“There are two theories of pitching,” Hershiser says. “One is that you try to convince the batter that a particular pitch is coming and you throw something different. The other theory, that you don’t hear as much, but that I use, is that if the batter expects a particular pitch, you throw it, but you throw it in a place where he can’t hit it.” That is: Know what a batter wants or expects and throw the ball almost there. If he is a highball hitter, throw it a bit too high. His eagerness will prevent him from laying off it, but it will be hard to hit well.

Isn’t that the way the enemy works in our life? He knows just what kind of pitch that we are a sucker for and then throws it our way. But, it is just a little higher or just a little bit more outside than where we like it, and most likely we will bite on it every time. After all, it looks so good. It feels so right.

Doug Cecil, Dallas Connection, Spring, 1995, p. 1

2.         Body

a.         (Read Genesis 3:4-5; Matthew 4:1-10)

b.         Lie #1:  God either doesn’t understand or doesn’t care about your needs.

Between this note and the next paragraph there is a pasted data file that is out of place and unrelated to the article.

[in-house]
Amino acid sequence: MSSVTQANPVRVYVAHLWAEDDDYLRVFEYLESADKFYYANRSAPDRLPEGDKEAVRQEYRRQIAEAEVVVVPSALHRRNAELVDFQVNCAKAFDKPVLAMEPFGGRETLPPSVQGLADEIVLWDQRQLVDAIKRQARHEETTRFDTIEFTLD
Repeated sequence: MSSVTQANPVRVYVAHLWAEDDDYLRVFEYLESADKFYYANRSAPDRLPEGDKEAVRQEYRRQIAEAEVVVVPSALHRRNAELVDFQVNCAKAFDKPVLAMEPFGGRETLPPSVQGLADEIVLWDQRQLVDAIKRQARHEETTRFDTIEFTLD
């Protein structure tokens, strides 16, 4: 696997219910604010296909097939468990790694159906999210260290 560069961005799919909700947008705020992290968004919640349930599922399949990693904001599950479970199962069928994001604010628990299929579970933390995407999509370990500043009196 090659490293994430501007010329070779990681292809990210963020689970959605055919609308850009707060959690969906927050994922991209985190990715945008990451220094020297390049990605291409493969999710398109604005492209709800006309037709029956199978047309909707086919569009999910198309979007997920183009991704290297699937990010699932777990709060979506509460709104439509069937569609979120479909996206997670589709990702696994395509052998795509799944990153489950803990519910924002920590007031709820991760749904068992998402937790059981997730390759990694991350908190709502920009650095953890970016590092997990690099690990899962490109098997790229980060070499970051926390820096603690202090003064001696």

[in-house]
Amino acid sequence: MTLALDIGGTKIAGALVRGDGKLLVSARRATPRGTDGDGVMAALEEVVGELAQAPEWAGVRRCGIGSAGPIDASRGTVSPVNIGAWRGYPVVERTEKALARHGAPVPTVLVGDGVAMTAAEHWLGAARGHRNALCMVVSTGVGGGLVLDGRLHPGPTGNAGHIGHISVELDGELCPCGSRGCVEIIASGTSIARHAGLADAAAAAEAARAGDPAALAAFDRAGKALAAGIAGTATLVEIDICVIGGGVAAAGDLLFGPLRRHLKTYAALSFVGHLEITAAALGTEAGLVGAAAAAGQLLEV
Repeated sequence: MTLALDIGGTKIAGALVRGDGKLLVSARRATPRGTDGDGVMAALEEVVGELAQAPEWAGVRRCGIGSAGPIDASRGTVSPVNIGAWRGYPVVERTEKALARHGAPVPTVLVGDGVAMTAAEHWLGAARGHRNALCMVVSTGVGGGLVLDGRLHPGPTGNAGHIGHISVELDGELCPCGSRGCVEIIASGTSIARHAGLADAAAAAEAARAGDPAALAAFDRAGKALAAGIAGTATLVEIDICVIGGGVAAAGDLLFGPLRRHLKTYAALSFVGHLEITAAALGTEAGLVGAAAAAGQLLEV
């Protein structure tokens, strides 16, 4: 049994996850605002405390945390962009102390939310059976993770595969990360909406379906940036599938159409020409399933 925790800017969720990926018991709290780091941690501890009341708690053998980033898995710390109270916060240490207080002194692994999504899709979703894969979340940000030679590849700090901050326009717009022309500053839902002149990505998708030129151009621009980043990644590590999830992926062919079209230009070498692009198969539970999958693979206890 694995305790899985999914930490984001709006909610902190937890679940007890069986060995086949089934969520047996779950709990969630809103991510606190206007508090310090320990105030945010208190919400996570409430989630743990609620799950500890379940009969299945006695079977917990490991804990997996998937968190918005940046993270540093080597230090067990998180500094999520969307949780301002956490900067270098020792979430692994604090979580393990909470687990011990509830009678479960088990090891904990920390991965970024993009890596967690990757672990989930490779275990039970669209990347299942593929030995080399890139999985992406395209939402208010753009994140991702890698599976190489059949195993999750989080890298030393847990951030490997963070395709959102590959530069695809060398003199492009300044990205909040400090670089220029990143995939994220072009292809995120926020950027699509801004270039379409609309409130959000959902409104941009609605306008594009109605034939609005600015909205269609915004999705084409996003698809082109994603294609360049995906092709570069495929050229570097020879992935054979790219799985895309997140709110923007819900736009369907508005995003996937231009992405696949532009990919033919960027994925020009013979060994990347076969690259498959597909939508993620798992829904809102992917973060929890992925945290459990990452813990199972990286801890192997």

i.     Genesis

1.         satan suggested,

2.         Eve considered,

3.         Eve decided

                                ii.     Matthew

1.         satan suggested,

2.         Jesus rejected, based on the Word of God… not how he felt.

c. Lie #2:  It MIGHT NOT be disobedience…

d.         Lie #3a:  If it IS disobedience, God probably won’t do anything about it.

e.         Lie #3b:  If He does, the penalties for the sin will be less painful than rejecting the temptation.

                                   i.     Consequences aren’t always felt immediately

                                ii.     One of the most SERIOUS consequences is broken fellowship with God, and the inability to hear Him.

                              iii.     Sometimes, consequences are cumulative

                             iv.     See above on consequences

                                v.     This is a “feelings” driven approach which is ALWAYS wrong (doing the right thing for the wrong reason is the wrong thing)

                             vi.     Our real problem:  the temptation is more real to us than God.

f.   Lie #4:  Succumbing to the temptation will “feel good” and somehow enhance or improve your life.

3.         Closing

It was F. B. Meyer, I believe, who once said that when we see a brother or sister in sin, there are two things we do not know: First, we do not know how hard he or she tried not to sin. And second, we do not know the power of the forces that assailed him or her. We also do not know what we would have done in the same circumstances.

Stephen Brown, Christianity Today, April 5, 1993, p. 17


[1]10,000 sermon illustrations. 2000 (electronic ed.). Dallas: Biblical Studies Press.